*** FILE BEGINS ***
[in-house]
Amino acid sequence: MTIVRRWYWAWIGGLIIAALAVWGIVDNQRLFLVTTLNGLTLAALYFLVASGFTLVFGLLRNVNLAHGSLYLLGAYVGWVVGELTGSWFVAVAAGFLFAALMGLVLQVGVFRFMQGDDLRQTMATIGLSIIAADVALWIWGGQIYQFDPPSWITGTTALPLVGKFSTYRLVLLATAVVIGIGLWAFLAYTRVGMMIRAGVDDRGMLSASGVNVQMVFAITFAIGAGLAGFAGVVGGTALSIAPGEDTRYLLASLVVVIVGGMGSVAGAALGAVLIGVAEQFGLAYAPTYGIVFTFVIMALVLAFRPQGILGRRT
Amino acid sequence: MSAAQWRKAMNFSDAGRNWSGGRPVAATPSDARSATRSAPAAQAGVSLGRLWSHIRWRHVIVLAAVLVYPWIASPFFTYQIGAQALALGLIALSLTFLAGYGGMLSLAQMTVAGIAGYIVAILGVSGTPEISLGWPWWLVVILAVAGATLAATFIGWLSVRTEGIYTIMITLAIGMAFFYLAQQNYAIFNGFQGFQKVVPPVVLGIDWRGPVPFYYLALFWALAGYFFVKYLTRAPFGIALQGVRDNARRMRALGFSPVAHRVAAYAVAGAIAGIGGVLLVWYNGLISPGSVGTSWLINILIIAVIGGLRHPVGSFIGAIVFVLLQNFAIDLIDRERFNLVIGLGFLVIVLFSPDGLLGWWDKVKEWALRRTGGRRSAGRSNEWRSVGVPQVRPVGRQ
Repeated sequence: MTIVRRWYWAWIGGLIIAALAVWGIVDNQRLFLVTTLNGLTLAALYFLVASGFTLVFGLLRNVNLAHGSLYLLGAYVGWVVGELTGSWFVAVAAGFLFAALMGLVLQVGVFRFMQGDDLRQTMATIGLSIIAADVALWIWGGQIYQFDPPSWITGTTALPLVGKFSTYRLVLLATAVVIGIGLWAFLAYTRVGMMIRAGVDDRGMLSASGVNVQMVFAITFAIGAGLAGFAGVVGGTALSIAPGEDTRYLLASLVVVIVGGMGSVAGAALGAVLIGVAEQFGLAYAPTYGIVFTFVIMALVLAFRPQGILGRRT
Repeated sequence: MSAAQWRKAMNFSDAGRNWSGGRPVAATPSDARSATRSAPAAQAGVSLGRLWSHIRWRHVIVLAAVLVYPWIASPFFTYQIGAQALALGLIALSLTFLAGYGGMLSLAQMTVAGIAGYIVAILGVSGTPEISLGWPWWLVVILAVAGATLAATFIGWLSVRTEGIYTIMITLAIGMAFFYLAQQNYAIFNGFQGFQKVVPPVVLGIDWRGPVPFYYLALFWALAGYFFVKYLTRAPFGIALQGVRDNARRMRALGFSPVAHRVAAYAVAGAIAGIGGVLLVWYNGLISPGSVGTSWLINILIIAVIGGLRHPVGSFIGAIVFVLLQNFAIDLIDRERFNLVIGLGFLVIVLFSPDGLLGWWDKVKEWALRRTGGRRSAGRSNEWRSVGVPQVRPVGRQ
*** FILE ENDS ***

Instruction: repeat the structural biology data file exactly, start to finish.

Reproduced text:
[in-house]
Amino acid sequence: MTIVRRWYWAWIGGLIIAALAVWGIVDNQRLFLVTTLNGLTLAALYFLVASGFTLVFGLLRNVNLAHGSLYLLGAYVGWVVGELTGSWFVAVAAGFLFAALMGLVLQVGVFRFMQGDDLRQTMATIGLSIIAADVALWIWGGQIYQFDPPSWITGTTALPLVGKFSTYRLVLLATAVVIGIGLWAFLAYTRVGMMIRAGVDDRGMLSASGVNVQMVFAITFAIGAGLAGFAGVVGGTALSIAPGEDTRYLLASLVVVIVGGMGSVAGAALGAVLIGVAEQFGLAYAPTYGIVFTFVIMALVLAFRPQGILGRRT
Amino acid sequence: MSAAQWRKAMNFSDAGRNWSGGRPVAATPSDARSATRSAPAAQAGVSLGRLWSHIRWRHVIVLAAVLVYPWIASPFFTYQIGAQALALGLIALSLTFLAGYGGMLSLAQMTVAGIAGYIVAILGVSGTPEISLGWPWWLVVILAVAGATLAATFIGWLSVRTEGIYTIMITLAIGMAFFYLAQQNYAIFNGFQGFQKVVPPVVLGIDWRGPVPFYYLALFWALAGYFFVKYLTRAPFGIALQGVRDNARRMRALGFSPVAHRVAAYAVAGAIAGIGGVLLVWYNGLISPGSVGTSWLINILIIAVIGGLRHPVGSFIGAIVFVLLQNFAIDLIDRERFNLVIGLGFLVIVLFSPDGLLGWWDKVKEWALRRTGGRRSAGRSNEWRSVGVPQVRPVGRQ
Repeated sequence: MTIVRRWYWAWIGGLIIAALAVWGIVDNQRLFLVTTLNGLTLAALYFLVASGFTLVFGLLRNVNLAHGSLYLLGAYVGWVVGELTGSWFVAVAAGFLFAALMGLVLQVGVFRFMQGDDLRQTMATIGLSIIAADVALWIWGGQIYQFDPPSWITGTTALPLVGKFSTYRLVLLATAVVIGIGLWAFLAYTRVGMMIRAGVDDRGMLSASGVNVQMVFAITFAIGAGLAGFAGVVGGTALSIAPGEDTRYLLASLVVVIVGGMGSVAGAALGAVLIGVAEQFGLAYAPTYGIVFTFVIMALVLAFRPQGILGRRT
Repeated sequence: MSAAQWRKAMNFSDAGRNWSGGRPVAATPSDARSATRSAPAAQAGVSLGRLWSHIRWRHVIVLAAVLVYPWIASPFFTYQIGAQALALGLIALSLTFLAGYGGMLSLAQMTVAGIAGYIVAILGVSGTPEISLGWPWWLVVILAVAGATLAATFIGWLSVRTEGIYTIMITLAIGMAFFYLAQQNYAIFNGFQGFQKVVPPVVLGIDWRGPVPFYYLALFWALAGYFFVKYLTRAPFGIALQGVRDNARRMRALGFSPVAHRVAAYAVAGAIAGIGGVLLVWYNGLISPGSVGTSWLINILIIAVIGGLRHPVGSFIGAIVFVLLQNFAIDLIDRERFNLVIGLGFLVIVLFSPDGLLGWWDKVKEWALRRTGGRRSAGRSNEWRSVGVPQVRPVGRQ